Howard Katzander ©Stars and StripesBerlin, September, 1947: One of the three huge anti-aircraft cannon emplacements designed to protect Berlin from allied bombing raids still looms over the landscape two years after the end of World War II. The reinforced concrete structures, with walls several feet thick, were also designed to shelter about 8,000 people during air raids, but it is believed that as many as 40,000 may have been crammed into one of them as the attacks intensified in 1945. Three weeks after this photo was taken, Stars and Stripes reported that an attempt to demolish one of the buildings with 25 tons of explosives had failed, and a second attempt with four tons of TNT merely resulted in a few cracks. Today, one of the bunkers — at Volkspark Humboldthain in Berlin's Wedding section — serves as a a lookout point, climbing wall, and home for several species of bats. A good account of life in these shelters during the war can be found in Cornelius Ryan's "The Last Battle."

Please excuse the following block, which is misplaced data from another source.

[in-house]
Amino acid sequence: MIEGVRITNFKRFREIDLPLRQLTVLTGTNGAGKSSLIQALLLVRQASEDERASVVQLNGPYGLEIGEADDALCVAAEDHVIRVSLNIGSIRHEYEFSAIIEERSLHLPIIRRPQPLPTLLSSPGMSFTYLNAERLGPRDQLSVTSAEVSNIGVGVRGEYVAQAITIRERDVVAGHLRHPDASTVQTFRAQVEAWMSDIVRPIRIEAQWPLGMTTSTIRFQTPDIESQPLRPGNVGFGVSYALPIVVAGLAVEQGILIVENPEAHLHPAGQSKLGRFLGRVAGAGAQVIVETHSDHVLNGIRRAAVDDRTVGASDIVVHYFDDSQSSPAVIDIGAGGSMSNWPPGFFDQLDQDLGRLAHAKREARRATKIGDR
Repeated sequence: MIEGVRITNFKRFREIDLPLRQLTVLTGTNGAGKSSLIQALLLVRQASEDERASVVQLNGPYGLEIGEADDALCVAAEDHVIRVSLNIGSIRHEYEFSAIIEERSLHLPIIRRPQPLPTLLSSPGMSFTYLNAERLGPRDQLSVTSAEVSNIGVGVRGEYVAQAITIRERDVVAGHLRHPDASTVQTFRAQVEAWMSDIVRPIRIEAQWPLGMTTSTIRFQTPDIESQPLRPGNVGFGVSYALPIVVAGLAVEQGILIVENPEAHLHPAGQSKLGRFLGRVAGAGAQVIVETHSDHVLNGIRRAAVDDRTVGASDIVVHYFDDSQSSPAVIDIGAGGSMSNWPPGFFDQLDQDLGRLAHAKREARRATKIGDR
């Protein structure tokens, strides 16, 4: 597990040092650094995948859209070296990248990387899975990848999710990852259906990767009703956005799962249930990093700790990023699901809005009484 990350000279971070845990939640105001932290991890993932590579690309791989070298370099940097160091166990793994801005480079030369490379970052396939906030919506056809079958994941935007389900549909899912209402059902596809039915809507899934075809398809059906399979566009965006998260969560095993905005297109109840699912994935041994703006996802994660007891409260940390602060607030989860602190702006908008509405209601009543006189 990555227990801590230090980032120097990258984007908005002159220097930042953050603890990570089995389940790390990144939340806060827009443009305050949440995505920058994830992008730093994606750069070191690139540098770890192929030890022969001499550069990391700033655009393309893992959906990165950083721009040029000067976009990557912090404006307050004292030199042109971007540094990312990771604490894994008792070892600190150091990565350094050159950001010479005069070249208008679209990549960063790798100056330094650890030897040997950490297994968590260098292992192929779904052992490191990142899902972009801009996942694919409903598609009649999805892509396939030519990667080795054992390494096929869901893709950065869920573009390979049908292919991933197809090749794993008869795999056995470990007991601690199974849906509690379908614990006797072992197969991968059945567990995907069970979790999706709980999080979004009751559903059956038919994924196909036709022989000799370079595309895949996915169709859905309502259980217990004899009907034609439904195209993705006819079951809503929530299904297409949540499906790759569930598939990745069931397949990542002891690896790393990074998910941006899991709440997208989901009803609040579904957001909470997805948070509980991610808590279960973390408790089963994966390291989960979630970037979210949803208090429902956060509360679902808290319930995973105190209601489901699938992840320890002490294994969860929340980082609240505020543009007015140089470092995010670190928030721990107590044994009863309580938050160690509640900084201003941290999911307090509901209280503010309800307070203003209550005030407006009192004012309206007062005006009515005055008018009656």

Sign Up for Daily Headlines

Sign up to receive a daily email of today's top military news stories from Stars and Stripes and top news outlets from around the world.

Sign Up Now